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Tips and suggestions on portrait painting
SOME VIDEO DEMONSTRATIONS.
How do you become a good portrait painter? By really wanting to!
The way to make a good portrait is long and quite often not too easy. At first you seem to make great progress but as you get on, every step you make will take you more and more time and energy. And the secret is that you learn more from your failures than from your success. Self-criticism is an important virtue though it may constrain advance as well. My advice is: keep on enjoying painting and study thoroughly the masterpieces of the great painters.
Below, youīll find a few tips for the ones who may be interested and further on a short description about my way of working.
Making a portrait is not just painting a face. Itīs much more than that.
You must get to know the person. Whatīs he like? Try to find out about his character: if heīs introvert or open, whether heīs cheerful or timid. What facet of his personality do you want to show?
Before drawing one line: study the model carefully, noting any lack of symmetry in the face. If the difference between the left and right side is great, which is quite common, then you must decide which side you want to emphasize.
Pay great attention to the composition. This aspect is frequently neglected and can contribute greatly to a better painting.
Keep the model in good spirits during the posing sessions, and be encouraging. This makes the subject feel more relaxed.
Place the sitter at a higher level than yourself. I use a 40cm. high platform on wheels.
By placing a mirror behind you, when you turn, you can see both sitter and the portrait at the same time. This often helps to recognize any faults.
Proceed by painting the portrait in three flesh tones: light, halftone and shadows.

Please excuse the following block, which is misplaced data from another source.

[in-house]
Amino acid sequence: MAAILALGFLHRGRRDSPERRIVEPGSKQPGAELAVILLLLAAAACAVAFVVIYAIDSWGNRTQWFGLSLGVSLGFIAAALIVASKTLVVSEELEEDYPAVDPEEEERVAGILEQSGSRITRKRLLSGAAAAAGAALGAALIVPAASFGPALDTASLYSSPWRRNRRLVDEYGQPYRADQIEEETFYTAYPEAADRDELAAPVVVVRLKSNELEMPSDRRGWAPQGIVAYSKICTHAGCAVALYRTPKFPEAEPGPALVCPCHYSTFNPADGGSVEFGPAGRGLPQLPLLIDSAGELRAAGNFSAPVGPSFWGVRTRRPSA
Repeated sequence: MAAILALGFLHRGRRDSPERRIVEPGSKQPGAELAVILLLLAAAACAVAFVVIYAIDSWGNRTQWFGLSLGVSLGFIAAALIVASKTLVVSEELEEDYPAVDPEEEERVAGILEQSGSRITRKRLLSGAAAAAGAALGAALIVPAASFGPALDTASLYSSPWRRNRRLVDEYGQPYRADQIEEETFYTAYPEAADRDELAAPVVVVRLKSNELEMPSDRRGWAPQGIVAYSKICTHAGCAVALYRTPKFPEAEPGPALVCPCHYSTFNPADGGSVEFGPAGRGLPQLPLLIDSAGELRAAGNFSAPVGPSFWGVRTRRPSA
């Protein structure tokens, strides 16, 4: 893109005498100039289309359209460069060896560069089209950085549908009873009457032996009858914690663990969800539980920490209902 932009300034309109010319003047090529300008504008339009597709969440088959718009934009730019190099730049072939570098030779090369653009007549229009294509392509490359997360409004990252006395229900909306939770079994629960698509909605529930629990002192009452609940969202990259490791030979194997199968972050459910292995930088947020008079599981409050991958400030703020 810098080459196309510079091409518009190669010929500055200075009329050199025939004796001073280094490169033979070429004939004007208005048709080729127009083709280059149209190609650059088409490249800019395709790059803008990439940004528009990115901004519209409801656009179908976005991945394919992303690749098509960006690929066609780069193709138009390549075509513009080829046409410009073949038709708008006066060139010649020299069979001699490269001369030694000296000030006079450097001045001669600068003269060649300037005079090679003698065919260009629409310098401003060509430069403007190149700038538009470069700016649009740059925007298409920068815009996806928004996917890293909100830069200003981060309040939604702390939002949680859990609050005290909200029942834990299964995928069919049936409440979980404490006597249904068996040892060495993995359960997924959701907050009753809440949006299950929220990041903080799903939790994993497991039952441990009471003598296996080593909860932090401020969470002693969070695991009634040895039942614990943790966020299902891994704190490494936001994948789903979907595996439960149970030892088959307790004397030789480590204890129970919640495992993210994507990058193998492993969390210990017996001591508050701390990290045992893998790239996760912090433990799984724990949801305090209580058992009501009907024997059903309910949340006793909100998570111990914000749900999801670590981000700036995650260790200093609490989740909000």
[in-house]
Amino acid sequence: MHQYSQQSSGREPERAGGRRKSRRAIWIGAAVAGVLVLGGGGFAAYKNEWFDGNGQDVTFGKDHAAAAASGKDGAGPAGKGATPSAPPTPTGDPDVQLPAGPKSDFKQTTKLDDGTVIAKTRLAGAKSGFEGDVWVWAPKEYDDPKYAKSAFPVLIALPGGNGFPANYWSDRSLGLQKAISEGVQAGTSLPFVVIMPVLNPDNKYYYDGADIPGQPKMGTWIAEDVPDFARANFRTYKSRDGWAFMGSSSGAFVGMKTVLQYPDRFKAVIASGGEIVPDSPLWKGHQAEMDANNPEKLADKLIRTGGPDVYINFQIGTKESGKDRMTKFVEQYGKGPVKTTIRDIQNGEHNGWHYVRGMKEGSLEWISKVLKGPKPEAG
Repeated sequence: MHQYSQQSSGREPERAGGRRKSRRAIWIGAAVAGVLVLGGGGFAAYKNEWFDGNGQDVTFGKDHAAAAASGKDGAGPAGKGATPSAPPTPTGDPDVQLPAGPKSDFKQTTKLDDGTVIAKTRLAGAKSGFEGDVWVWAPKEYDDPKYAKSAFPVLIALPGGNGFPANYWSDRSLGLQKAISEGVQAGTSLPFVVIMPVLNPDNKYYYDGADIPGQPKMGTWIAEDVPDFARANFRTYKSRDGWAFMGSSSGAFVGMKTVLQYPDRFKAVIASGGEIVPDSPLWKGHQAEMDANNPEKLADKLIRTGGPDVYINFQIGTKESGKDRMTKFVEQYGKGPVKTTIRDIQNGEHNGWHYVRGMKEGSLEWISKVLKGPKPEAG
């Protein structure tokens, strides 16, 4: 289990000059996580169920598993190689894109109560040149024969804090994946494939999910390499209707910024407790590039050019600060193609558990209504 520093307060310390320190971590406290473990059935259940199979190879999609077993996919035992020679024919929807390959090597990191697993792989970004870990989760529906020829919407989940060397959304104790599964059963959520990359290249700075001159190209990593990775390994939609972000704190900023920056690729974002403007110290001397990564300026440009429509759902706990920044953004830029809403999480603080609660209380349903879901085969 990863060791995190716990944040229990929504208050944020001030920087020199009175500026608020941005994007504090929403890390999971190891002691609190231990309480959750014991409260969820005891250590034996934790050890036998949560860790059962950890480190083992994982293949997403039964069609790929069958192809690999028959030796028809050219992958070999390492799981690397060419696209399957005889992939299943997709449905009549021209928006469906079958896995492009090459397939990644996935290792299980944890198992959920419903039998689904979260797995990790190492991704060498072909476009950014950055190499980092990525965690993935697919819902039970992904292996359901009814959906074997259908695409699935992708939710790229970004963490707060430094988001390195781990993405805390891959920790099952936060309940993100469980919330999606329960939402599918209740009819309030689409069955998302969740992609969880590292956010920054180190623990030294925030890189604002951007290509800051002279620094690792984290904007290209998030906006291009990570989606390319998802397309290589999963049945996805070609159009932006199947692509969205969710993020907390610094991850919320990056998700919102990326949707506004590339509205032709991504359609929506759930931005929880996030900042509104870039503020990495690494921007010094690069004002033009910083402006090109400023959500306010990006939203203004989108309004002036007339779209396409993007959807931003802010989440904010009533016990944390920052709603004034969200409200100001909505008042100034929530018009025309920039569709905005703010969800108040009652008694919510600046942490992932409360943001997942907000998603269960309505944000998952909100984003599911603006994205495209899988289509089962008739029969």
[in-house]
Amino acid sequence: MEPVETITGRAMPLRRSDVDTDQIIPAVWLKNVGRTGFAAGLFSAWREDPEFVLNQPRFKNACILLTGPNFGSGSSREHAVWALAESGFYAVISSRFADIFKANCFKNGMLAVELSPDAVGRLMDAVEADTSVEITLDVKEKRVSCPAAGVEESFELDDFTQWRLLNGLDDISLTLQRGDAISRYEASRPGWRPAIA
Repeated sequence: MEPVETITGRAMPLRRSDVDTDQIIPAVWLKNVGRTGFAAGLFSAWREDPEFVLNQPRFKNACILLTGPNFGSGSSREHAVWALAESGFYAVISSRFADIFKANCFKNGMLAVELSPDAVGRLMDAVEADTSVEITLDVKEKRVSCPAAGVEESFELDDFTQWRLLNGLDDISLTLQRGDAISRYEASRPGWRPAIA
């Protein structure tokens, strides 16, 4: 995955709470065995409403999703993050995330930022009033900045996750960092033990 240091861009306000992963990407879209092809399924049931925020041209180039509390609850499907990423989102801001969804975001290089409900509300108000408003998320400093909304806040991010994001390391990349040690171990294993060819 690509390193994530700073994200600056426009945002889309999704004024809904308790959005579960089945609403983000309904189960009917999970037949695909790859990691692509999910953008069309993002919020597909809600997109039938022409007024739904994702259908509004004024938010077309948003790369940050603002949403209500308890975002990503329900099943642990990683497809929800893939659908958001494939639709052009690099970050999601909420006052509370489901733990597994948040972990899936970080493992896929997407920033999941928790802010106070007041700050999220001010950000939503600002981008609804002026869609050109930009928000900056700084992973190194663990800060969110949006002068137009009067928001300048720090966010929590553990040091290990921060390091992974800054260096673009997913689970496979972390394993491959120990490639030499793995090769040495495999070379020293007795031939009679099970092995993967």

Apply small amounts of paint, then progress by applying paint more heavily to light areas than to the shades, which should retain an element of transparency.
Donīt exaggerate the light or shade to begin with. Itīs always easier to make light areas lighter and shadows darker than the other way around.
If, in doubt, start again. I sometimes cover areas with base colour, to start them again the next day.
Keep your palette clean and organized. Begin by mixing several basis flesh colours. I sometimes pre-mix three shades of neutral grey to lower the intensity of a colour.
I clean my palette every night, keeping any left over paint on a tile in an airtight container in the fridge.
The mouth should be painted with soft edges. The teeth are not painted separately but as one unit.
The eyebrows are not just dark lines. Make them transparent. Think that there is skin underneath them.
The pupils in the eye should be transparent, never opaque.
Finally a portrait painter is neither a psycologist nor a plastic surgeon. You donīt have to make the subject better or worse looking he or she is. It is more important to give the portrait charisma and presence.
Painting from life or using photographs
You often hear the rather pompous opinion that all painting, especially portraits, should be done from life. I work from photos as much as I do from life (I always take the photos myself, sometimes over a hundred).
Both methods have pros and cons:
Direct from life